From the late 1960s well into the 1980s I was an occasional rock critic
and journalist, publishing in Rolling Stone, Cream, Boston's Real Paper,
The Atlantic, and other magazines. I left that vocation as a full time
commitment in 1971 when I found the inner workings of the music business
unpalatable, returning to the university and a life of scholarship and
teaching. My favorites among the dozens of pieces I wrote are ones
focused on artist and musician Don Van Vliet, also known as Captain
Beefheart. Links to these articles are noted below. If I can find any
other of my pieces archived on the Web, I'll try to post them later.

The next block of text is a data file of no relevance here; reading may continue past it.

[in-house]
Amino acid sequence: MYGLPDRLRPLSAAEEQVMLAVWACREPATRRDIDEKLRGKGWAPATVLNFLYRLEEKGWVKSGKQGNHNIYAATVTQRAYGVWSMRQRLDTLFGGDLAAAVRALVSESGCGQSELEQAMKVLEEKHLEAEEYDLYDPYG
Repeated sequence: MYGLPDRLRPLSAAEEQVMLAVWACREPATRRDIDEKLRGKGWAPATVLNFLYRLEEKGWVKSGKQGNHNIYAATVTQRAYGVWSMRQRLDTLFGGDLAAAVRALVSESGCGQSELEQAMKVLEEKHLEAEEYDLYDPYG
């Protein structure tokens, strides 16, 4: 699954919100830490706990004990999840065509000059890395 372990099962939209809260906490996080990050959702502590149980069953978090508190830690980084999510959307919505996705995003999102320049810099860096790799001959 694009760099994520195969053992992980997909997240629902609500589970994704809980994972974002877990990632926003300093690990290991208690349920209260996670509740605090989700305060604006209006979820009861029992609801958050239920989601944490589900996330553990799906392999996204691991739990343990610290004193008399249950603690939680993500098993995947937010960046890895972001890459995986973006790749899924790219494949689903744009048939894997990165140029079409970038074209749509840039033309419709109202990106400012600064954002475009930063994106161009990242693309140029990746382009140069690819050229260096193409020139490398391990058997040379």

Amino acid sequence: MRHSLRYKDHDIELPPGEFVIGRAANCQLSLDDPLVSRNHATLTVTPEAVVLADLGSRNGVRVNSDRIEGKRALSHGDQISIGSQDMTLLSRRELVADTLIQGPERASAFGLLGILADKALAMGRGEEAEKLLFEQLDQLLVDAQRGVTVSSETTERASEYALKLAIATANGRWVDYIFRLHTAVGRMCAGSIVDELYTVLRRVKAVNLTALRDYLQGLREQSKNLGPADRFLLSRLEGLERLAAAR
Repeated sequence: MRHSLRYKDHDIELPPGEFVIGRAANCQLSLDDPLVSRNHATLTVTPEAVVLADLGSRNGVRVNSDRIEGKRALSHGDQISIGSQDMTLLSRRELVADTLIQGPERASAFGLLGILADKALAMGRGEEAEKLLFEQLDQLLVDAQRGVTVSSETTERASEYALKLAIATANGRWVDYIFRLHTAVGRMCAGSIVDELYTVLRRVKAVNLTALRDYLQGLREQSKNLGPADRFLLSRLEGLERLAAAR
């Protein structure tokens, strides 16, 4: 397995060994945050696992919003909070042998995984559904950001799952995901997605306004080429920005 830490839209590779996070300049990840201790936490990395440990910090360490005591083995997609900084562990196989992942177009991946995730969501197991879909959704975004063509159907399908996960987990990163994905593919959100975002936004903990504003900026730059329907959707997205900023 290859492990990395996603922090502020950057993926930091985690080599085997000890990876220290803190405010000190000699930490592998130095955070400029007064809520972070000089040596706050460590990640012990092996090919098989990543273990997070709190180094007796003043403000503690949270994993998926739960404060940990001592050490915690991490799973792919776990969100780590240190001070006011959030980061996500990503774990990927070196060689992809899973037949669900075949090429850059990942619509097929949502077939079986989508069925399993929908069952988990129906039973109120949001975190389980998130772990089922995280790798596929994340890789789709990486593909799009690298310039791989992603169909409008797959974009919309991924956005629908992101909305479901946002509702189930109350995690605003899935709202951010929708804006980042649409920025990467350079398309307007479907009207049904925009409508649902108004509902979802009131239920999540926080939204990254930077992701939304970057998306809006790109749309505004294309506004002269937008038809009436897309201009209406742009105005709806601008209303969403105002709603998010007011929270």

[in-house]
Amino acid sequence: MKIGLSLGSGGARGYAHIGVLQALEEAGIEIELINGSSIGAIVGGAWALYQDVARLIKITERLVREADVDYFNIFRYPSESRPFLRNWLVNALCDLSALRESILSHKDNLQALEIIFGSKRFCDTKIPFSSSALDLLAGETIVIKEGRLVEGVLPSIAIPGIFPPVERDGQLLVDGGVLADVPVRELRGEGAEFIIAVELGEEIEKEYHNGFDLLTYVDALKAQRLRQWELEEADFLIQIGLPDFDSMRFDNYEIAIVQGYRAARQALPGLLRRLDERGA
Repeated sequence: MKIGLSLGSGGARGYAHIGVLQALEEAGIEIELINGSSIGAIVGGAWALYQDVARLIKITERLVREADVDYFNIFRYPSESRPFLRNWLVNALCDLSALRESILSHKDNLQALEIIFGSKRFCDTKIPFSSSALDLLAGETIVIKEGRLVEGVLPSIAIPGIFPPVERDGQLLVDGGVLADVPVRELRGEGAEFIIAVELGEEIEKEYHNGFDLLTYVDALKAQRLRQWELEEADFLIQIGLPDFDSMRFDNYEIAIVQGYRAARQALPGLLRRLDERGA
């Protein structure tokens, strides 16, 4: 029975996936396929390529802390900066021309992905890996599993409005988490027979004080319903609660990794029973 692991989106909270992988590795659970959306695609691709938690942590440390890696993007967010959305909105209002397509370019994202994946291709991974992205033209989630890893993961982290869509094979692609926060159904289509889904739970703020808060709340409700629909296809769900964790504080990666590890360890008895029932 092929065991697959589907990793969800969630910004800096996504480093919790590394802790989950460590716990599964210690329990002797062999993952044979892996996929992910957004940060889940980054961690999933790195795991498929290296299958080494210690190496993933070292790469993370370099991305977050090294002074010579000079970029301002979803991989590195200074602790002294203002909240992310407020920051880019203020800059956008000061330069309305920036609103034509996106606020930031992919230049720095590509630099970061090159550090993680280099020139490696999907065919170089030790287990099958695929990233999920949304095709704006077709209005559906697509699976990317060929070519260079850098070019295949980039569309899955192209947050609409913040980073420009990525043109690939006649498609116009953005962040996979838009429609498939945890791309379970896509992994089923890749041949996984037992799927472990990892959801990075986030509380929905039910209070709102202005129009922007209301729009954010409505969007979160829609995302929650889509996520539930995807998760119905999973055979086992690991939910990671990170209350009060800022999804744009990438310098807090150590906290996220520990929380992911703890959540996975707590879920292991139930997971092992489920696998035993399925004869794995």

"I'm not even here I just stick around for my friends --
The Odyssey of Captain Beefheart," by Langdon Winner

"In Search of America: Captain Beefheart and the Smithsonian Institute



The Masked Marauders hoax

In 1969 while I was writing rock reviews for Rolling Stone, there appeared a wave of "super session" records, ones hurriedly recorded by money-hungry rock stars. A parody review of an non-existent record, "The Masked Marauders," written by Greil Marcus and Bruce Miroff, tried to imagine the ultimate super session and was published in Rolling Stone Magazine. Shortly thereafter a group of musicians, friends and I gathered in a garage in Berkeley to record the songs listed in the bogus review. Released in the fall of 1969, the album sold 100,000 copies to people who were either delighted or angered by its parody of rock biz pomposity. A CD of these recordings has been released (paroled?) on Rhino Handmade records, complete with extensive liner notes and interviews with members of the group.